Detroit scores tops for startups but survey shows it needs to think bigger to stay ahead

Detroit scores tops for startups but survey shows it needs to think bigger to stay ahead

Eyebrows and champagne glasses were raised last June when it was announced Detroit was first among the top 100 emerging startup ecosystems in the world, beating out cities like Minneapolis, Houston, Brussels and Hong Kong. 

That upbeat news came from the 2022 Global Startup Ecosystem Report released by Startup Genome, a research firm in San Francisco that analyzed hundreds of cities across the globe and assessed data on nearly 3 million companies. 

Detroit’s top ranking marked a 13-spot jump from the previous year, solidifying its status in supporting early-stage funding and investor activity.  

Startup Genome was intrigued by the results as were two local organizations working to help the economy by serving as catalysts for fostering startups and jobs — the William Davidson Foundation and Endeavor — as they decided to work together and take that research a step further.   

They spent much of 2022 looking at how these fast growing local startups are faring and how the region has supported them along the way. Their findings will be released Wednesday during a virtual town hall held by those three organizations.   

“We’re looking at all opportunities to take our region to the next level and compete on the national and global stage,” said Diana Callaghan, managing director of Endeavor. “Entrepreneurs have driven massive economic development in our region — now we want to see how our region can help supercharge this momentum.” 

The headline of their findings: Detroit has had some organic success over the last few years, but other communities are pursuing aggressive strategies with these fast-growing firms, which could threaten the region’s top standing.  And to continue competing on the global stage, the local startup ecosystem needs to think bigger, take risks and drive policy to attract more resources, while helping the cause by elevating storytelling about it.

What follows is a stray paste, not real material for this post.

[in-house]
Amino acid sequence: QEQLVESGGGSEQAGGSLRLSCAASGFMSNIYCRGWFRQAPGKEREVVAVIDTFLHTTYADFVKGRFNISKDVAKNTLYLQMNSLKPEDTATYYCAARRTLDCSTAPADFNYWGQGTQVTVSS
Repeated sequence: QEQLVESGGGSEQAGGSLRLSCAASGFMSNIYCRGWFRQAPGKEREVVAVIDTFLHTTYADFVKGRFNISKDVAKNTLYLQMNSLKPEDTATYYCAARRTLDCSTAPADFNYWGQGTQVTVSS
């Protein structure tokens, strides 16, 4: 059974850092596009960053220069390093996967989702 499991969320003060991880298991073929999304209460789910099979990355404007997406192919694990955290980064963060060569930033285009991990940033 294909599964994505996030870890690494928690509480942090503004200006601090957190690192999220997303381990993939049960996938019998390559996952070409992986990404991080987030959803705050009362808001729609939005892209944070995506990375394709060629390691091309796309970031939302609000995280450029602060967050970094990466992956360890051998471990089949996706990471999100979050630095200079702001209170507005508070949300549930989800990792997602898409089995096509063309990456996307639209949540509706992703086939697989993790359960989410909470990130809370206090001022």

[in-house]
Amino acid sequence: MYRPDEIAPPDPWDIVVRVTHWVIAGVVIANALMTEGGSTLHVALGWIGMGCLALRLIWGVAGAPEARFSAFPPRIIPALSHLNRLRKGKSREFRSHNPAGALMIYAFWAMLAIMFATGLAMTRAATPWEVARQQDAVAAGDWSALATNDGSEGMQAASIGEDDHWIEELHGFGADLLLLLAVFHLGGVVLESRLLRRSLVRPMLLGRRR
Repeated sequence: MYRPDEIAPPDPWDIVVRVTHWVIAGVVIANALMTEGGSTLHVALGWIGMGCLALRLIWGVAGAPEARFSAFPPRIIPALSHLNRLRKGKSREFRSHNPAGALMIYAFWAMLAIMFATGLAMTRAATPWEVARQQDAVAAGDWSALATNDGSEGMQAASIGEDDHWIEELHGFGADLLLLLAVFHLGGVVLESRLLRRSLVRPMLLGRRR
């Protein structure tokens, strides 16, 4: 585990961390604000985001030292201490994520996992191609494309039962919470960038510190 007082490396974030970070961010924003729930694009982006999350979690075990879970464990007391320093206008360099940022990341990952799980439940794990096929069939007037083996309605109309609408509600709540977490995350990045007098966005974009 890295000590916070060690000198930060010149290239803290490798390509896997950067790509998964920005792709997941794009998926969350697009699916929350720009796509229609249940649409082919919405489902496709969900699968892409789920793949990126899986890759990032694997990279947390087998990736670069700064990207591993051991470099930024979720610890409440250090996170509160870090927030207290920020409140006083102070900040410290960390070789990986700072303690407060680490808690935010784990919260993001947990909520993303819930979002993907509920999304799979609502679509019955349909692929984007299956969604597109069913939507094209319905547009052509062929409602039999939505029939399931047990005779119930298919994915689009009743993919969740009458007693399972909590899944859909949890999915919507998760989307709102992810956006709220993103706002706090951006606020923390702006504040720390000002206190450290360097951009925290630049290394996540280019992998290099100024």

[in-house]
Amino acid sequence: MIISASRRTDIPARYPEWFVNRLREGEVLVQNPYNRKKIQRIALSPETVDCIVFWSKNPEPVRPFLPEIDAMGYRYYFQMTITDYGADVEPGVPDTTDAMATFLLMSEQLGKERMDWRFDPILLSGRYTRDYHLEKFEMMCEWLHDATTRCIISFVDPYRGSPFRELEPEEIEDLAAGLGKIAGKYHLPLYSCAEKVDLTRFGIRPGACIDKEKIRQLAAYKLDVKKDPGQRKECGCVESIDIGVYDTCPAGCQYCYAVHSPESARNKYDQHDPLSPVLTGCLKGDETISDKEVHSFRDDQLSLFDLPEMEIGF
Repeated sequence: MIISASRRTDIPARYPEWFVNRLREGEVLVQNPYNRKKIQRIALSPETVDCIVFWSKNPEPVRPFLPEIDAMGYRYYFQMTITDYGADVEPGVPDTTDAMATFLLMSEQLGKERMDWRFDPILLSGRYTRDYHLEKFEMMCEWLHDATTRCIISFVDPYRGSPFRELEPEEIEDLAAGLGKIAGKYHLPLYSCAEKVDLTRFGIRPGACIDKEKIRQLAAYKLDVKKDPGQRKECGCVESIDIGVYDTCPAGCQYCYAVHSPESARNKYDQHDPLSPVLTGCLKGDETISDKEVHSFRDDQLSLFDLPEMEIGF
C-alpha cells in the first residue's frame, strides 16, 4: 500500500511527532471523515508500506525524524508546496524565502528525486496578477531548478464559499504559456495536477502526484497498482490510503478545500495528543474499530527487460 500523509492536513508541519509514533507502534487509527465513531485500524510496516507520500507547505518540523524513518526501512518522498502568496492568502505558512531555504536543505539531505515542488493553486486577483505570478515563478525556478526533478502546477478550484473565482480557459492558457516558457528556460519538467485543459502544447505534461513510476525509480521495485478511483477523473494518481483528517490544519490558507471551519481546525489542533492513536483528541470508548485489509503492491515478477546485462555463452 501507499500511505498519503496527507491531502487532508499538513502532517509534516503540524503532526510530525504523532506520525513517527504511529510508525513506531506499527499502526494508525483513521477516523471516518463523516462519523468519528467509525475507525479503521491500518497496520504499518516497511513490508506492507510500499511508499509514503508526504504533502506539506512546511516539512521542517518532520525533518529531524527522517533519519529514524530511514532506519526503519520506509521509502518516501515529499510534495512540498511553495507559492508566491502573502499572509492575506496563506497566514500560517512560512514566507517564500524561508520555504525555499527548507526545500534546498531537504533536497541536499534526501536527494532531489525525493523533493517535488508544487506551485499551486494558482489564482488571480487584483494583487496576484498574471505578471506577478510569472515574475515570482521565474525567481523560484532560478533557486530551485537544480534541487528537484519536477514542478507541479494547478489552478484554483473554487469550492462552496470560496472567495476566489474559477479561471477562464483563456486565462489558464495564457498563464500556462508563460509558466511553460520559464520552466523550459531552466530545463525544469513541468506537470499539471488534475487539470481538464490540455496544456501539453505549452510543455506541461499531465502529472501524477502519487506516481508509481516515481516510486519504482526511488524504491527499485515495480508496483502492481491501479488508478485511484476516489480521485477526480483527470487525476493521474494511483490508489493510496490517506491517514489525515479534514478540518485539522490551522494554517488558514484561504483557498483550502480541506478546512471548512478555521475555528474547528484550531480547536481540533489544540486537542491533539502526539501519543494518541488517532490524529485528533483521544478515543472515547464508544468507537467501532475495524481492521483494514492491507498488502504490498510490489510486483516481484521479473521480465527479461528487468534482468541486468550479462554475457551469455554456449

The group hired Justin Mast, founder of Bloomscape, to interview dozens of “founders” as they are described — entrepreneurs who have grown their successful companies — with some — like Dug Song, who sold his Duo Security company for $2.35 billion to Cisco Security in 2018 — to hear their thoughts.

 “Justin asked our region’s top founders: ‘What worked for you?’ ‘Where are we missing the mark?’ and ‘What suggestions would you have to elevate our region?’ ” Callaghan explained. “We wanted to know how our funders, support organizations, philanthropic leaders and government leaders could work better together to give our companies and entrepreneurs an edge in their hyper-competitive marketplaces.” 

Marc Penzel, co-founder and president of Startup Genome, spent three months in Detroit talking with entrepreneurs, venture capitalists and others. Among some findings that will be discussed during Wednesday’s event: